Why the heck was Joe Pulizzi, renowned as a marketing guy, delivering the keynote presentation at last year’s Intelligent Content Conference? Some attendees surely asked themselves this question as the founder of the Content Marketing Institute (CMI) walked across the stage and took the microphone.
I could see some logic in the choice. I had heard Joe speak at a recent Meetup in Portland and had read his book, Epic Content Marketing, so I knew how broad his thinking was on the subject of content. And many people have been talking for years about the convergence of technical communication and marketing. Still, I didn’t know what to expect as Joe stood in front of this group of content strategists, technical communicators, and others. As diverse as we were, we had, for the most part, one main thing in common: We did not come from marketing.
Joe knew, of course, that he had a gap to bridge: the gap between his world and ours; between content marketers and content strategists. (The audience included people with other titles, but, given that the conference has always focused on content strategy, most of us identified with the “content strategist” label.) Joe described the difference between the two disciplines—and the ways that they interweave.
I had to snap a photo of his slide that sums up this relationship (you can also view the full presentation). It says,
“Content marketers are in charge of the why … content strategists are in charge of the how … together they collaborate on the who, what and where.”
Photo by Marcia Riefer Johnston from Joe Pulizzi’s keynote presentation at the 2014 Intelligent Content Conference
Any attendee who walked into the room thinking, “I play over here in the post-sales sandbox, and content marketers play over therein the pre-sales sandbox,” walked out with that boundary at least blurred and possibly eradicated. Joe had challenged the notion of content marketing as an isolated effort belonging to marketing.
Conference organizers Ann Rockley and Scott Abel had chosen Joe to kick things off because they, too, knew the importance of challenging this notion. For content to serve as an asset, all of us must work together to manage all kinds of content from the enterprise point of view.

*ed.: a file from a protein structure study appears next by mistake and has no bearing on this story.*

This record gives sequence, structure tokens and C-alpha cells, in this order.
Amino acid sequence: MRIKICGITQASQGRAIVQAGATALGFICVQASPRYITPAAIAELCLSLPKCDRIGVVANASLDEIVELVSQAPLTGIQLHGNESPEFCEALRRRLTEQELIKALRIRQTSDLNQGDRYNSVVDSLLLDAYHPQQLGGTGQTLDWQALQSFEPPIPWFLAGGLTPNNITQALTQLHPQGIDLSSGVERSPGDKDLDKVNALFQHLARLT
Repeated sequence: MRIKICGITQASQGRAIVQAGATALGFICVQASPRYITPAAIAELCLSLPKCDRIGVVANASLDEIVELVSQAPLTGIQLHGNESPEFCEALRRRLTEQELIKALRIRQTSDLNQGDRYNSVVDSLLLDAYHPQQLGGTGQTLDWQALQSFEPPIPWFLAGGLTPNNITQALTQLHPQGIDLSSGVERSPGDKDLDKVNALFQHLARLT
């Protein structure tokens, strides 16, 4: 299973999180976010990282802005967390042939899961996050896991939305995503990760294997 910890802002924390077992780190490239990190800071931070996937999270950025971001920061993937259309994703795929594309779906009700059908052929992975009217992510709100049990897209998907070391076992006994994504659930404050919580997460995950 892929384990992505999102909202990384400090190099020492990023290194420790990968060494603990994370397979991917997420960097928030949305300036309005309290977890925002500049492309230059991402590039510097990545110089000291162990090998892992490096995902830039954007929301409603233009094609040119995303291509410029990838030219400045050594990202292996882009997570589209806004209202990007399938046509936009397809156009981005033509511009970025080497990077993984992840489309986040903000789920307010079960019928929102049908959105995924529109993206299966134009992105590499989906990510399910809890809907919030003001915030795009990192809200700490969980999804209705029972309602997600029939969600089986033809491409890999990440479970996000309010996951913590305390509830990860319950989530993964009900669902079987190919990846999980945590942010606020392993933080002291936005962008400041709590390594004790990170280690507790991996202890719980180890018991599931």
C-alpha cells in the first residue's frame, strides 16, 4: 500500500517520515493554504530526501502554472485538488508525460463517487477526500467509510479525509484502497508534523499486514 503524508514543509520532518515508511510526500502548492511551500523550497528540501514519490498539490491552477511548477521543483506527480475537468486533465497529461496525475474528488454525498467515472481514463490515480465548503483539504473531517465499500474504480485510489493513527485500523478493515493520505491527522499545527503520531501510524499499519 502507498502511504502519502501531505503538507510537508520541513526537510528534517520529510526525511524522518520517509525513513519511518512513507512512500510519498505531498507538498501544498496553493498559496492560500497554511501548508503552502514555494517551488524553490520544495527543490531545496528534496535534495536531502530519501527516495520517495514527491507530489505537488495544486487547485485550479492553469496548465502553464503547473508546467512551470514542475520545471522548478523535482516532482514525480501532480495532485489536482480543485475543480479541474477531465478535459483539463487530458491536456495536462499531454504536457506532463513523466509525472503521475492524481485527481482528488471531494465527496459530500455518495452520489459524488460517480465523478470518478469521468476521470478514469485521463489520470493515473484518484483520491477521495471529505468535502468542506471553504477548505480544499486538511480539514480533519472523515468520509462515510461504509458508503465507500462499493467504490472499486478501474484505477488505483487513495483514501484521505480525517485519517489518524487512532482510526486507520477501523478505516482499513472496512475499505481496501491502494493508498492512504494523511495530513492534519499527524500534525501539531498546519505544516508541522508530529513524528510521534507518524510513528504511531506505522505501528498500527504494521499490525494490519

I came away from Joe’s talk convinced, more than ever, that we content professionals share one big sandbox, and the sooner we act like it, the better.
(I could speak in terms of silos, as so many have, but I prefer sandboxes. For one thing, a sandbox evokes an important aspect of work: creative, cooperative play. Besides, silos are full of all that … silage. Even in the ideal scenario when the silos finally break down, as everyone insists they must, who wants to navigate around that wreckage? Give me a big, happy—or at least unified—sandbox any day.)
After hearing Joe, I felt energized. Inspired. Fired up. (I wasn’t alone. Joe finished to thunderous applause.) I had spent several decades creating mostly post-sales content: product instructions, specifications, and other deliverables that we technical writers had come to think of as ours. I had worked in a comfortable, well-defined sandbox—but as the demand for that kind of work shrank, that sandbox was becoming smaller and less comfortable.
I later walked past Joe and Scott. They were deep in what Joe now calls a “life-changing” conversation in one of the Hilton’s sumptuous seating areas. As it turns out, they were about to take this blurring of boundaries to a new level. They were about to blur the conference’s own boundaries in a big way, as I would find out four months later when CMI announced that it had acquired and would now run the Intelligent Content Conference.
And the tech-comm community said, Wha???
And the content strategy community said, Wha???
And the content marketing community said, Wha???
Or maybe they didn’t. By then lots of people had heard the message.
Joe, who talks in terms of CMI “falling in love” with intelligent content, recently chronicled his journey to this decision in an article entitled, “The Evolution of Content Marketing Will Include Intelligent Content.” Even if you don’t think of yourself as a content marketer—and especially if you do—sneak a look at Joe’s post.
You may also want to take a peek at Ann Rockley’s own answer to the question, What are intelligent content and content marketing doing in the same sentence?
Finally, consider attending this year’s Intelligent Content Conference. There’s no better place to discover that the content sandbox contains more toys—and more bright, creative playmates—than you ever imagined.
Want to get more intelligent about intelligent content? However big your sandbox, here are three things you can do right now:
Marcia Riefer Johnston (@marciarjohnston), managing editor of Intelligent Content for the Content Marketing Institute, has attended several Intelligent Content Conferences and looks forward to the next one. She is the author of Word Up! How to Write Powerful Sentences and Paragraphs (And Everything You Build From Them). See Writing.Rocks.
Title image courtesy of Joseph Kalinowski, Content Marketing Institute